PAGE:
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Understanding ACA for Employers and Businesses

Between tracking hours, ensuring that benefits are offered to those who are eligible, and filing forms, many HR professionals spend hours working on ACA requirements to ensure compliance.

What is the Affordable Care Act (ACA)?

Before we get started on understanding ACA and how it affects your employer or business, let’s take a step back and get familiar with what the Affordable Care Act is. The Affordable Care Act (ACA) is a comprehensive health care reform law that was enacted in early 2010 and was created with three goals in mind; to make affordable health insurance available to more people, to expand the Medicaid program, and to innovate ways to lower the costs of health care in general.

With this law in place, the way health care works for employers and businesses changed. We’re here to help explain ACA for businesses both small and large and what you need to do to protect yourself and help your employees.

ACA and Large Businesses

The ACA changed the way employers buy and offer insurance to their employees. Under the ACA, larger companies (50 or more full-time employees) are required to offer affordable health insurance to their employees.

The ACA also states that companies are required to:

  • Inform employees of their health insurance options, including coverage through the Marketplace.
  • Pay penalties if they do not offer health insurance coverage and fall under the definition of large employer.
  • Pay penalties if they offer unaffordable coverage or coverage that does not cover at least 60% of all costs and the employee.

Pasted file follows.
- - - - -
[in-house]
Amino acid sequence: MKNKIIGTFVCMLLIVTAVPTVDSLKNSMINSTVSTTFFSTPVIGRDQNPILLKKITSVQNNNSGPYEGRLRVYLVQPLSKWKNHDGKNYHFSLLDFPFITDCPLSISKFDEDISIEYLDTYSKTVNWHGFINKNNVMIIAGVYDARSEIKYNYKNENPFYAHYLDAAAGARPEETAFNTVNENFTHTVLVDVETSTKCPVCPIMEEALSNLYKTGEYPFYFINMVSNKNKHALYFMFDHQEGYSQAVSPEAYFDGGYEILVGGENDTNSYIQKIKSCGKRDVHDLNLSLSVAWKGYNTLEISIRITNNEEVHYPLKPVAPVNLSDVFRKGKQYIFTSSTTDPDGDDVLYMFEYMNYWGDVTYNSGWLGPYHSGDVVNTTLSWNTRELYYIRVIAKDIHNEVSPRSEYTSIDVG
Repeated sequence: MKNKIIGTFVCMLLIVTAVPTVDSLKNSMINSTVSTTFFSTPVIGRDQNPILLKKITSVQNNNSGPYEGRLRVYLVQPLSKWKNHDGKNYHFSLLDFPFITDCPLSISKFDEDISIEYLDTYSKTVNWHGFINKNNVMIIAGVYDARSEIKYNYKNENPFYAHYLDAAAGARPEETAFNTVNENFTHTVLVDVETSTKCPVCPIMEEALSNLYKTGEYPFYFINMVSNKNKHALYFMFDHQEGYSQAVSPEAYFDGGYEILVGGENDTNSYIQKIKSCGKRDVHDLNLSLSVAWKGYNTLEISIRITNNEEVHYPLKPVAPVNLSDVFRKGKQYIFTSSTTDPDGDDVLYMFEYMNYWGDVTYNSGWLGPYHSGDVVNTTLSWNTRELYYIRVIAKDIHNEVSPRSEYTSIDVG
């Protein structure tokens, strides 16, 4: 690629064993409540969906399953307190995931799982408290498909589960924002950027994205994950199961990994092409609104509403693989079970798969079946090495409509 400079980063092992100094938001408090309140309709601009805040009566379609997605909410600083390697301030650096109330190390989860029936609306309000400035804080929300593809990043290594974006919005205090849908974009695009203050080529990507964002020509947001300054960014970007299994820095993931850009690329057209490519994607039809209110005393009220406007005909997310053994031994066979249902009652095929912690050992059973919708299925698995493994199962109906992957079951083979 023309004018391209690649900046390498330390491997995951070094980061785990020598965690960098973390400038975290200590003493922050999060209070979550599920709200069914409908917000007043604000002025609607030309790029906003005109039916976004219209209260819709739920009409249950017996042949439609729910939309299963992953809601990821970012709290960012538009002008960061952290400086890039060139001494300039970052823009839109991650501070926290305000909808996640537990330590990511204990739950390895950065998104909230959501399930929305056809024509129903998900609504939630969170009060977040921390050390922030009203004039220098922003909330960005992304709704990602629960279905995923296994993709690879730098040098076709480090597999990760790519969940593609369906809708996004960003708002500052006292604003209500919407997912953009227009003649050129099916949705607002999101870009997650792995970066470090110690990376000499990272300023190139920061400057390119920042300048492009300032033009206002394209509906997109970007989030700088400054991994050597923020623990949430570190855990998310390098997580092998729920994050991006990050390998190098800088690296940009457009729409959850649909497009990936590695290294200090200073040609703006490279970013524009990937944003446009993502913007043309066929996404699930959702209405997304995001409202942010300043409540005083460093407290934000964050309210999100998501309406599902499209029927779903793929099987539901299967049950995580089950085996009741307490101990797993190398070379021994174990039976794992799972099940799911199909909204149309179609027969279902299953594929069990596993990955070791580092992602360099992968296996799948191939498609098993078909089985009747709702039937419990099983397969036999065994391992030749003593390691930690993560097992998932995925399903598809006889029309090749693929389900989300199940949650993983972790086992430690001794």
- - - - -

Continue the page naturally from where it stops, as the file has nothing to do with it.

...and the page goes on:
• Automatically enroll all employees in health insurance plans if they have more than 200 full-time employees.

ACA and Small Businesses

With all the rules and regulations in place for large companies (50 or more FT employees), you might be wondering what the ACA means for a small business. Small businesses have more flexibility and while the mandate might not even apply to your business, there are some rules under the ACA that all employers should be aware of.

Some of those rules are:

  • All businesses (small and large) are required to report to certain information about employees to the IRS, regardless of whether you’re offering insurance.
  • If you offer level-funded or self-funded coverage 1094/1095 “B” reporting is required.
  • There is a 90-day waiting period in which you can offer an employee health insurance. If you offer insurance to one full-time employee, it generally must be offered to every employee within 90 days of his or her date of hire.
  • You must give employees information about the plans being offered, which is called the “Summary of Benefits and Coverage.”

Staying Compliant with ACA

You might be wondering with all the rules and regulations how do you ensure your company stays compliant and penalty free. That’s where isolved can help! With isolved People Cloud, we can help simplify the ACA reporting process for Applicable Large Employers (ALEs) by providing 1094 and 1095 forms, calculating your FTEs to determine ALE status, reporting for employee status changes and affordability, and distributing and e-filing the forms on your behalf.

With isolved you can:

  • Eliminate the stress of ACA reporting
  • Take the work of creating and distributing the forms, all you do is supply the information, we do the rest
  • Stay compliant with ACA requirements and penalty free

Don’t want to switch payroll providers? You don’t have to with our ACA Print & File solution. Learn more here.

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